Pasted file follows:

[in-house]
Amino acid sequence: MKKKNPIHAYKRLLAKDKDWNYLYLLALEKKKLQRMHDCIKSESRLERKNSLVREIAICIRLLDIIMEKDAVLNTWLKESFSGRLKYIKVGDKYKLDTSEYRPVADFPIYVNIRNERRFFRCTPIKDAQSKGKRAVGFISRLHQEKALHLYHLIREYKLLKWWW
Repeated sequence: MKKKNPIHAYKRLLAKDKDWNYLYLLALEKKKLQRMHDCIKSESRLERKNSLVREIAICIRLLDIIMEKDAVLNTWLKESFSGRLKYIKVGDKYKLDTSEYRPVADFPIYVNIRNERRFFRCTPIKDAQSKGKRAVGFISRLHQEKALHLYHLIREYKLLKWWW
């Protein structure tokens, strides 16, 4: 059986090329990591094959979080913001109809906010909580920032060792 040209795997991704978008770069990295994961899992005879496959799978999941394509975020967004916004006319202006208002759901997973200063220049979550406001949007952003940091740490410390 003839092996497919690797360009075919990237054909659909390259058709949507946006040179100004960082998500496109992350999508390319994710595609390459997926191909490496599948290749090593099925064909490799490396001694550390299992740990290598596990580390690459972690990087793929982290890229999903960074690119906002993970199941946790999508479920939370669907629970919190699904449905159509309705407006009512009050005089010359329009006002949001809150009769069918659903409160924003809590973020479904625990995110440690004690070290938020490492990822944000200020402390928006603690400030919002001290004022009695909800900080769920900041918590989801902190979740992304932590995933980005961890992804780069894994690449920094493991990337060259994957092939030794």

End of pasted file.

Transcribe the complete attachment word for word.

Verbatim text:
[in-house]
Amino acid sequence: MKKKNPIHAYKRLLAKDKDWNYLYLLALEKKKLQRMHDCIKSESRLERKNSLVREIAICIRLLDIIMEKDAVLNTWLKESFSGRLKYIKVGDKYKLDTSEYRPVADFPIYVNIRNERRFFRCTPIKDAQSKGKRAVGFISRLHQEKALHLYHLIREYKLLKWWW
Repeated sequence: MKKKNPIHAYKRLLAKDKDWNYLYLLALEKKKLQRMHDCIKSESRLERKNSLVREIAICIRLLDIIMEKDAVLNTWLKESFSGRLKYIKVGDKYKLDTSEYRPVADFPIYVNIRNERRFFRCTPIKDAQSKGKRAVGFISRLHQEKALHLYHLIREYKLLKWWW
């Protein structure tokens, strides 16, 4: 059986090329990591094959979080913001109809906010909580920032060792 040209795997991704978008770069990295994961899992005879496959799978999941394509975020967004916004006319202006208002759901997973200063220049979550406001949007952003940091740490410390 003839092996497919690797360009075919990237054909659909390259058709949507946006040179100004960082998500496109992350999508390319994710595609390459997926191909490496599948290749090593099925064909490799490396001694550390299992740990290598596990580390690459972690990087793929982290890229999903960074690119906002993970199941946790999508479920939370669907629970919190699904449905159509309705407006009512009050005089010359329009006002949001809150009769069918659903409160924003809590973020479904625990995110440690004690070290938020490492990822944000200020402390928006603690400030919002001290004022009695909800900080769920900041918590989801902190979740992304932590995933980005961890992804780069894994690449920094493991990337060259994957092939030794």